Yarrow usually grows to between 16 and 24 inches tall. It has flat flower heads with many tiny flowerets in shades of white, peach, red, yellow and gold. Coronation Gold which also makes a great dried flower, and Moonshine are favorites. Terra Cotta is a favorite in my garden, and I keep waiting for Paprika to gain the orange tint that shows up in the catalogs. There is no guarantee that flowers in your garden will look exactly like their catalog images.
My granddaughter, a new gardener, was telling me she likes plants with straight stems. She planted tulips, but critters ate all the bulbs. I suggested she try alliums with tall straight stems like Globemaster, which grows to a height of over three feet with a 10 inch globe shaped violet flower head made of tiny star shaped blossoms. No deer or rodents go after these ornamental onion plants. Other varieties include the 8 inch purple Firmament with silver anthers, the Gladiator with 6 inch pinky-purple blossoms and Graceful Beauty which has more delicate white 3 inch blossoms. They all need rich, well drained soil and a sunny location. Alliums in an arrangement are very dramatic.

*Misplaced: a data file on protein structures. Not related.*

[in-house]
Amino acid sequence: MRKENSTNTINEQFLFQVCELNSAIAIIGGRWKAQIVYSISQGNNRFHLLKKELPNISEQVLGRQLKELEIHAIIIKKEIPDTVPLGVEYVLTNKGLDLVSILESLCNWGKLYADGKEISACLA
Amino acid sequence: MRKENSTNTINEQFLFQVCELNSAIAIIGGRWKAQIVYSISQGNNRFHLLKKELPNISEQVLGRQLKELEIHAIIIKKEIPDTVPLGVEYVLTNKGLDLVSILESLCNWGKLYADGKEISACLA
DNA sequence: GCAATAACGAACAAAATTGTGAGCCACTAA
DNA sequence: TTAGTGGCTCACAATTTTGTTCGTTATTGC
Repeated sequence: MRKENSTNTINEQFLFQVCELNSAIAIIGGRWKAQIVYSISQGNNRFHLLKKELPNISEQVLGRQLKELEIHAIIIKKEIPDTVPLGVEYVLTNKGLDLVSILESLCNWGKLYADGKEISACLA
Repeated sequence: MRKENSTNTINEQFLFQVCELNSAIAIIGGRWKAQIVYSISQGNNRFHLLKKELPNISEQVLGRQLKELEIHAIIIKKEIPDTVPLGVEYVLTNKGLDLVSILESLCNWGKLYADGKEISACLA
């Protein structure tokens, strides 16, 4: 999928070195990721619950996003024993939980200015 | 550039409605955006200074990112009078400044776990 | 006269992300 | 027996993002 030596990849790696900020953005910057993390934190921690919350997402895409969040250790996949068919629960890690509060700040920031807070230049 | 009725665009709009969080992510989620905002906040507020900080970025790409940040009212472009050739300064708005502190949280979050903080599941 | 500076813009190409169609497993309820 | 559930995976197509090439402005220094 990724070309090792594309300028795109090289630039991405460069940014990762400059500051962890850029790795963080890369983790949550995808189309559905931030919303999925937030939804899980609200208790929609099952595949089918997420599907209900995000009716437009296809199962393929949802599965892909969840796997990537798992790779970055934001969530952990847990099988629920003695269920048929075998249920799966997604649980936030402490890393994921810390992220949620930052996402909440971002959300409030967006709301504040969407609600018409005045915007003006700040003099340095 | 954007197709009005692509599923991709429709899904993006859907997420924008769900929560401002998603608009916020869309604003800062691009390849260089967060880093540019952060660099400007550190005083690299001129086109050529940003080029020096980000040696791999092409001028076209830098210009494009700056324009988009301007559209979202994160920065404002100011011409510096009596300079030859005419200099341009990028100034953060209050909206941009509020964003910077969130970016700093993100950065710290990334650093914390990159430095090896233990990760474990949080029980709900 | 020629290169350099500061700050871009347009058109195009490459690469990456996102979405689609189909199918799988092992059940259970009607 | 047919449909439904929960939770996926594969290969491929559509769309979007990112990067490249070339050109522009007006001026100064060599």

Helenium, heliopsis and gaillardia are three flowers that seem so similar to me that when I see them in the garden I never know which is which. Heliopsis has sunny yellow/gold petals and centers. Summer Nights and Summer Sun are between 3 and 4 feet tall Songbirds will love the seed in the fall and you will have endless bouquets.
Helenium ‘Mardi Gras’
Helenium and gaillardia are daisy-like flowers in sunny colors, shades of yellow, gold, orange and red. Both come in similar colors but heleniums have slightly reflexed petals like a skirt, around deep brown mounded centers. They are about 3 feet tall. I have Helenium ‘Mardi Gras’ in my garden and it hearty, hardy and makes great bouquests.